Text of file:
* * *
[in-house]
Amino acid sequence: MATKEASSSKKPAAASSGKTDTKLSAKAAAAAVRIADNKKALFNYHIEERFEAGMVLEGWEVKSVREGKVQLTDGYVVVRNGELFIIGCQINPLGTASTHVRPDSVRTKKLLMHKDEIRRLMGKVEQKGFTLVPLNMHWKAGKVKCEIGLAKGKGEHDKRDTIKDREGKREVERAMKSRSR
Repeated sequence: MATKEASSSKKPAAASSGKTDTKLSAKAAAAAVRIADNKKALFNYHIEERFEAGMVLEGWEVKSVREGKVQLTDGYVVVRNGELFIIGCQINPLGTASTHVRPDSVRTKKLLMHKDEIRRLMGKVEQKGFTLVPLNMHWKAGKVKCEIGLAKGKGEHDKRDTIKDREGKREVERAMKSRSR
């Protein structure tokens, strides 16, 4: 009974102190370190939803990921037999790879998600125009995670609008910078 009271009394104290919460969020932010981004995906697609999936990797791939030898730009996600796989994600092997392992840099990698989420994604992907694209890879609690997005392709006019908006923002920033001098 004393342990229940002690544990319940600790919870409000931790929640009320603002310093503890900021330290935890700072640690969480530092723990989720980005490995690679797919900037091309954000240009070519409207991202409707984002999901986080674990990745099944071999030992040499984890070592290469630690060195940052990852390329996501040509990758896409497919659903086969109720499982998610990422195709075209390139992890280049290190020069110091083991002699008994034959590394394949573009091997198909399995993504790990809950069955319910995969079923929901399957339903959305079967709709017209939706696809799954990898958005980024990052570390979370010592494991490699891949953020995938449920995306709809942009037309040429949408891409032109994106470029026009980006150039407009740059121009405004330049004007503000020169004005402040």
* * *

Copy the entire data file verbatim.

[in-house]
Amino acid sequence: MATKEASSSKKPAAASSGKTDTKLSAKAAAAAVRIADNKKALFNYHIEERFEAGMVLEGWEVKSVREGKVQLTDGYVVVRNGELFIIGCQINPLGTASTHVRPDSVRTKKLLMHKDEIRRLMGKVEQKGFTLVPLNMHWKAGKVKCEIGLAKGKGEHDKRDTIKDREGKREVERAMKSRSR
Repeated sequence: MATKEASSSKKPAAASSGKTDTKLSAKAAAAAVRIADNKKALFNYHIEERFEAGMVLEGWEVKSVREGKVQLTDGYVVVRNGELFIIGCQINPLGTASTHVRPDSVRTKKLLMHKDEIRRLMGKVEQKGFTLVPLNMHWKAGKVKCEIGLAKGKGEHDKRDTIKDREGKREVERAMKSRSR
């Protein structure tokens, strides 16, 4: 009974102190370190939803990921037999790879998600125009995670609008910078 009271009394104290919460969020932010981004995906697609999936990797791939030898730009996600796989994600092997392992840099990698989420994604992907694209890879609690997005392709006019908006923002920033001098 004393342990229940002690544990319940600790919870409000931790929640009320603002310093503890900021330290935890700072640690969480530092723990989720980005490995690679797919900037091309954000240009070519409207991202409707984002999901986080674990990745099944071999030992040499984890070592290469630690060195940052990852390329996501040509990758896409497919659903086969109720499982998610990422195709075209390139992890280049290190020069110091083991002699008994034959590394394949573009091997198909399995993504790990809950069955319910995969079923929901399957339903959305079967709709017209939706696809799954990898958005980024990052570390979370010592494991490699891949953020995938449920995306709809942009037309040429949408891409032109994106470029026009980006150039407009740059121009405004330049004007503000020169004005402040």